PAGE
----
Devon IT and Wyse Technologies both started the year with announcements of thin clients that have been awarded Microsoft RemoteFX logo certification. Last week, it was IGEL Technologies turn, and now today HP is joining the RemoteFX certification club with the launch of its new t510 and t610 thin clients. So what does Microsoft RemoteFX Logo Certification mean? And does it really matter?
While Microsoft is ready to certify hardware, release of the certification criteria has been caught up in an internal re-org. I’ve been promised full details of the certification specification ASAP and I’ll share them as soon as I can. Until then the only information that it has shared relates to the specification and testing criteria of server-side components, something that has not changed since RemoteFX was first released. If you are desperate to uncover more information about the certification process the best source of information on RemoteFX certification requirements come from IGEL’s press release:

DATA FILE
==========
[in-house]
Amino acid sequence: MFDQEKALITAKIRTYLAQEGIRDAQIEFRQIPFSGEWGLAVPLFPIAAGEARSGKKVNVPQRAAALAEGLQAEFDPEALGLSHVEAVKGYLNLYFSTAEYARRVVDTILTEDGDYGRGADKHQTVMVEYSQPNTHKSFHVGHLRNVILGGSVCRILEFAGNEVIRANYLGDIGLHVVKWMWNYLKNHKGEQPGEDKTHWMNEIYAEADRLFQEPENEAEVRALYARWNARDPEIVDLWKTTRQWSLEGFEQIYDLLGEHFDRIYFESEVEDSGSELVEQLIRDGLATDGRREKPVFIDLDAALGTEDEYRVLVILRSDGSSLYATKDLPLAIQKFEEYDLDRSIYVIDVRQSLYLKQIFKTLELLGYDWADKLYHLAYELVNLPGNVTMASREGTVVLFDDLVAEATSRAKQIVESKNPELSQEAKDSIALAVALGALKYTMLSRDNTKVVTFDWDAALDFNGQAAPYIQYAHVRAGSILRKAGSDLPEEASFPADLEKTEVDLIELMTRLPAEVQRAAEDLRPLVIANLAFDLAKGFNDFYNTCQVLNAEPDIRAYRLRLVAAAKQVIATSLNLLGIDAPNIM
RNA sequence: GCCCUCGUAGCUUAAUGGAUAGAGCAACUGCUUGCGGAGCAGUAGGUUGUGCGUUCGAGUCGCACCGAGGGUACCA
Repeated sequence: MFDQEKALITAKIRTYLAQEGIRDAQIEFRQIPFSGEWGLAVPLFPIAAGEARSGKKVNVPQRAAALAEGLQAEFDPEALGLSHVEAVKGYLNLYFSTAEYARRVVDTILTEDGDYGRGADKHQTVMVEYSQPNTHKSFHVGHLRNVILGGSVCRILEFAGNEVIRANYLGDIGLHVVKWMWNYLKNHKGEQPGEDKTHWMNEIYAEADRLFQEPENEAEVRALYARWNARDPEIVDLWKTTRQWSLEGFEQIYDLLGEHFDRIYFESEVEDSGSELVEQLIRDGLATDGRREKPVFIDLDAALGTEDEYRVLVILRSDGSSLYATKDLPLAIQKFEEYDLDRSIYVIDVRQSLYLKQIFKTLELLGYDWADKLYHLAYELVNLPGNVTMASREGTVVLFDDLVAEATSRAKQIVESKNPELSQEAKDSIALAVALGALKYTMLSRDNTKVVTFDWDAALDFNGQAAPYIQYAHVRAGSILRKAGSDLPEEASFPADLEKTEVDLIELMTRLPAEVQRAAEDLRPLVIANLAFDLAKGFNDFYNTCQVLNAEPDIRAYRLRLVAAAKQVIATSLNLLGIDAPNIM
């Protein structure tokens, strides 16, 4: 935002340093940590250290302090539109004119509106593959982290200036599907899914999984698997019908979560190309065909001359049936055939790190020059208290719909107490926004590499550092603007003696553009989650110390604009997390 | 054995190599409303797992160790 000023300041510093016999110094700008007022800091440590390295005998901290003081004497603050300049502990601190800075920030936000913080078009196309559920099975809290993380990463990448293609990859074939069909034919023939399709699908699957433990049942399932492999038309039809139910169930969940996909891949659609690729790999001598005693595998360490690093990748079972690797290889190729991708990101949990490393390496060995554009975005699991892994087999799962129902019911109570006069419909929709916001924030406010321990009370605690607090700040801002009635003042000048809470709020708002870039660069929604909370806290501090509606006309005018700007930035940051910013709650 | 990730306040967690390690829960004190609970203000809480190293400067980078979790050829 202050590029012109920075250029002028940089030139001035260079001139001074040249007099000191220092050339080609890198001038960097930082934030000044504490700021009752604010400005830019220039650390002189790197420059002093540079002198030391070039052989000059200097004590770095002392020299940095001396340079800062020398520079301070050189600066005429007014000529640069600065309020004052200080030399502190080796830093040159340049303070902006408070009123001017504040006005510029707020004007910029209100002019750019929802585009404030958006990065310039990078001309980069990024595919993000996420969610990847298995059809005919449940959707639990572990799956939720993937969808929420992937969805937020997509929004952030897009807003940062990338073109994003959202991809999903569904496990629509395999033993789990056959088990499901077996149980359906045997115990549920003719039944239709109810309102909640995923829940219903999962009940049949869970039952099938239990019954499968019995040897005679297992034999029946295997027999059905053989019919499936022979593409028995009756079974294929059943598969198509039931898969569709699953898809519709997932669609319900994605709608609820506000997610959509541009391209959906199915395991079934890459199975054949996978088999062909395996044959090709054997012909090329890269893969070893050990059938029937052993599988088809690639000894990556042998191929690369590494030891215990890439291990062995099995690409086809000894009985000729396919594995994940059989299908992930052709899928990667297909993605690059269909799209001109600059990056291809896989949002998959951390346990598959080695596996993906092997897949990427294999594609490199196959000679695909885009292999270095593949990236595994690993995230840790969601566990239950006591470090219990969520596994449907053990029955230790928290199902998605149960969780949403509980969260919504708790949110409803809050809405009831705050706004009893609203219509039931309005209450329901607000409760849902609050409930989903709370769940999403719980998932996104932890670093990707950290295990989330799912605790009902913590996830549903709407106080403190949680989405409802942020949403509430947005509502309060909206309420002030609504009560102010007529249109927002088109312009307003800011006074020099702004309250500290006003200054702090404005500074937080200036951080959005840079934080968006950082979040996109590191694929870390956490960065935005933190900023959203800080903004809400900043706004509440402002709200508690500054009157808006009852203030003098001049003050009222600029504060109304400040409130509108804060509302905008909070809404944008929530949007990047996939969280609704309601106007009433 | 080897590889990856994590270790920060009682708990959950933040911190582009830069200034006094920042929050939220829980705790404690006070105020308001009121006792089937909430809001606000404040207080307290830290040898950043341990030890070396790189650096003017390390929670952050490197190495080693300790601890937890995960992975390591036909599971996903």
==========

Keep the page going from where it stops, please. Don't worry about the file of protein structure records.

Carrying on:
In addition to checking establishment and termination of connections, the testing process also examined the improved user experience that RemoteFX makes possible on a LAN. The user experience was verified by working with Microsoft Office and Internet Explorer, as well as by playing videos with YouTube, Silverlight and Windows Media Player. In addition to the Bing Maps Internet map service, the ability to display and switch between program and task windows in Windows Flip 3D, which is part of the Windows 7 interface experience, were also successfully tested.